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Title: Time resolved spectroscopy of SGR J1550–5418 bursts detected with Fermi/gamma-ray burst monitor

We report on a time-resolved spectroscopy of the 63 brightest bursts of SGR J1550–5418, detected with the Fermi/Gamma-ray Burst Monitor during its 2008-2009 intense bursting episode. We performed spectral analysis down to 4 ms timescales to characterize the spectral evolution of the bursts. Using a Comptonized model, we find that the peak energy, E {sub peak}, anti-correlates with flux, while the low-energy photon index remains constant at ∼ – 0.8 up to a flux limit F ≈ 10{sup –5} erg s{sup –1} cm{sup –2}. Above this flux value, the E {sub peak}–flux correlation changes sign, and the index positively correlates with the flux reaching ∼1 at the highest fluxes. Using a two blackbody model, we find that the areas and fluxes of the two emitting regions correlate positively. Further, we study here for the first time the evolution of the temperatures and areas as a function of flux. We find that the area–kT relation follows the lines of constant luminosity at the lowest fluxes, R {sup 2}∝kT {sup –4}, with a break at the higher fluxes (F > 10{sup –5.5} erg s{sup –1} cm{sup –2}). The area of the high-kT component increases with the flux while its temperature decreases, whichmore » we interpret as being due to an adiabatic cooling process. The area of the low-kT component, on the other hand, appears to saturate at the highest fluxes, toward R {sub max} ≈ 30 km. Assuming that crust quakes are responsible for soft gamma repeater (SGR) bursts and considering R {sub max} as the maximum radius of the emitting photon-pair plasma fireball, we relate this saturation radius to a minimum excitation radius of the magnetosphere, and we put a lower limit on the internal magnetic field of SGR J1550–5418, B {sub int} ≳ 4.5 × 10{sup 15} G.« less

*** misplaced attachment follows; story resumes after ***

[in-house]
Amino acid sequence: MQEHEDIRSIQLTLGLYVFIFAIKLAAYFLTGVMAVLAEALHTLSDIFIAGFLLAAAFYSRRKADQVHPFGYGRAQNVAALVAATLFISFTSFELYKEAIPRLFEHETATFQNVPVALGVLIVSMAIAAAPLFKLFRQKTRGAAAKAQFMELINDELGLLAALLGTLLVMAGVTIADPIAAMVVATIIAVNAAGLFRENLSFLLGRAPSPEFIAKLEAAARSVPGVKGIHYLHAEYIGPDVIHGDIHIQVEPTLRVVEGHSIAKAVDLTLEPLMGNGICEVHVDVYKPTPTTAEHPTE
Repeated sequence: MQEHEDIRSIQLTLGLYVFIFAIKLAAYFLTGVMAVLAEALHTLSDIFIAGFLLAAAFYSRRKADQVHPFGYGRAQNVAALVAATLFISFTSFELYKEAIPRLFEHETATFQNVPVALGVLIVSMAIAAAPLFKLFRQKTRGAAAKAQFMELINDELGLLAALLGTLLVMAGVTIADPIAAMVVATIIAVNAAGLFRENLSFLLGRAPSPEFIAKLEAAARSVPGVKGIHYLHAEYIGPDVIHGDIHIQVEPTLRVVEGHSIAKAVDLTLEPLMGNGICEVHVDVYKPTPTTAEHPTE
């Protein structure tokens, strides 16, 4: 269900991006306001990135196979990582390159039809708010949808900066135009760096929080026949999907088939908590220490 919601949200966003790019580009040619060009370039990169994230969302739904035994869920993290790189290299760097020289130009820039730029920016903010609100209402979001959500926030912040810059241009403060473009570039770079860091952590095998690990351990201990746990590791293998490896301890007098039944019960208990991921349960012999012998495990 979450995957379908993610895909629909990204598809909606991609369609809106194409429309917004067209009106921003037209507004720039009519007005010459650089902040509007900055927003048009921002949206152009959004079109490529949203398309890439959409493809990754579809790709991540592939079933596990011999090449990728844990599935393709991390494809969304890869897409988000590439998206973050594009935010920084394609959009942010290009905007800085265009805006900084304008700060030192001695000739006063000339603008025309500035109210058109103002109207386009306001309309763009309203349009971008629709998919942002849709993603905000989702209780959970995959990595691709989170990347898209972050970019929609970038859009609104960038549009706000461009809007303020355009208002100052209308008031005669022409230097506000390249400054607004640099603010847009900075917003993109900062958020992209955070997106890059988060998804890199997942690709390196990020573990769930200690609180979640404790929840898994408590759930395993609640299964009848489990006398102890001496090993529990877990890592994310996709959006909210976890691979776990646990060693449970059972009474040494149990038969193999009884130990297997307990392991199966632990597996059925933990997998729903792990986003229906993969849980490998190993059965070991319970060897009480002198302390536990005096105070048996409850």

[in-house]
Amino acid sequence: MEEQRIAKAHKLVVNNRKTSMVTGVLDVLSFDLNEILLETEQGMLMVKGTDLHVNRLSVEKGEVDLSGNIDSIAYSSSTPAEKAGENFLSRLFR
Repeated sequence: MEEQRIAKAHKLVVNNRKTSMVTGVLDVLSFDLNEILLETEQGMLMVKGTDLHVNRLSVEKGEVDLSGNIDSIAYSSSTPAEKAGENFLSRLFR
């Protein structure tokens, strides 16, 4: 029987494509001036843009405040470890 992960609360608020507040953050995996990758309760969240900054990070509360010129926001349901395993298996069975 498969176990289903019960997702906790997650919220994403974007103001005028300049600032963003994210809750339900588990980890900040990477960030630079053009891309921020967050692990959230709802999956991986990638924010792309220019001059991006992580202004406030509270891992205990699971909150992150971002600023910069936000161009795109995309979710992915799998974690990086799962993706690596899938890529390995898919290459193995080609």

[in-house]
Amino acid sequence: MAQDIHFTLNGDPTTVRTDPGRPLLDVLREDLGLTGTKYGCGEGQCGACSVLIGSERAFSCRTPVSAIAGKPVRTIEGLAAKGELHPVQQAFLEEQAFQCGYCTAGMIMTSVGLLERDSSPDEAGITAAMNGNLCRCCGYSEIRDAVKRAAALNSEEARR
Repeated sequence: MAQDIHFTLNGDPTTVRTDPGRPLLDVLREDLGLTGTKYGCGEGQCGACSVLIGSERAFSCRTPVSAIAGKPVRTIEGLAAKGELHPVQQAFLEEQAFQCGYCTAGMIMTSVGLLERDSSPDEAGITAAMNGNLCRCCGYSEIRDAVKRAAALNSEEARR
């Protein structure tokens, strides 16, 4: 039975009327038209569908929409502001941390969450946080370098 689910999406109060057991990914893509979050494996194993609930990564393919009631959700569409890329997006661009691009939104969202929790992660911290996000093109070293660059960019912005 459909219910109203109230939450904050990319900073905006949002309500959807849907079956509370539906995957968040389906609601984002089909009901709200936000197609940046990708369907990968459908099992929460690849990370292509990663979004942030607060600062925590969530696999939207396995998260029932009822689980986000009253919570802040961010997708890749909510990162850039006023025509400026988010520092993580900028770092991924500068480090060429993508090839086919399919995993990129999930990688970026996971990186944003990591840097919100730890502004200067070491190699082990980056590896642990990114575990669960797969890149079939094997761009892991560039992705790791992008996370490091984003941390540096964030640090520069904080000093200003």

Authors:
 [1] ; ;  [2] ; ; ; ; ;  [3] ;  [4] ;  [5] ; ;  [6] ; ;  [7] ; ; ;  [8] ; ;  [9] ;  [10] more »; « less
  1. Universities Space Research Association, 6767 Old Madison Pike, Suite 450, Huntsville, AL 35806 (United States)
  2. Astrophysics Office, ZP 12, NASA-Marshall Space Flight Center, Huntsville, AL 35812 (United States)
  3. Astronomical Institute "Anton Pannekoek," University of Amsterdam, Postbus 94249, 1090 GE Amsterdam (Netherlands)
  4. Department of Physics and Astronomy, Rice University, MS-108, P.O. Box 1892, Houston, TX 77251 (United States)
  5. Department of Natural Sciences, The Open University of Israel, 1 University Road, P.O. Box 808, Raánana 43537 (Israel)
  6. University of Alabama in Huntsville CSPAR, 320 Sparkman Drive, Huntsville, AL 35805 (United States)
  7. NASA Goddard Space Flight Center, Greenbelt, MD 20771 (United States)
  8. Sabancı University, Orhanlı-Tuzla, İstanbul 34956 (Turkey)
  9. Max Planck Institute for Extraterrestrial Physics, Giessenbachstrasse, Postfach 1312, D-85748 Garching (Germany)
  10. University of Hawaii at Manoa, 2500 Campus Road, Honolulu, HI 96822 (United States)
Publication Date:
OSTI Identifier:
22357164
Resource Type:
Journal Article
Resource Relation:
Journal Name: Astrophysical Journal; Journal Volume: 785; Journal Issue: 1; Other Information: Country of input: International Atomic Energy Agency (IAEA)
Country of Publication:
United States
Language:
English
Subject:
79 ASTROPHYSICS, COSMOLOGY AND ASTRONOMY; CORRELATIONS; COSMIC GAMMA BURSTS; EVOLUTION; EXCITATION; FLAMES; LUMINOSITY; MAGNETIC FIELDS; NUCLEAR FIREBALLS; PHOTONS; PLASMA; SPECTROSCOPY; STARS; TIME RESOLUTION; X RADIATION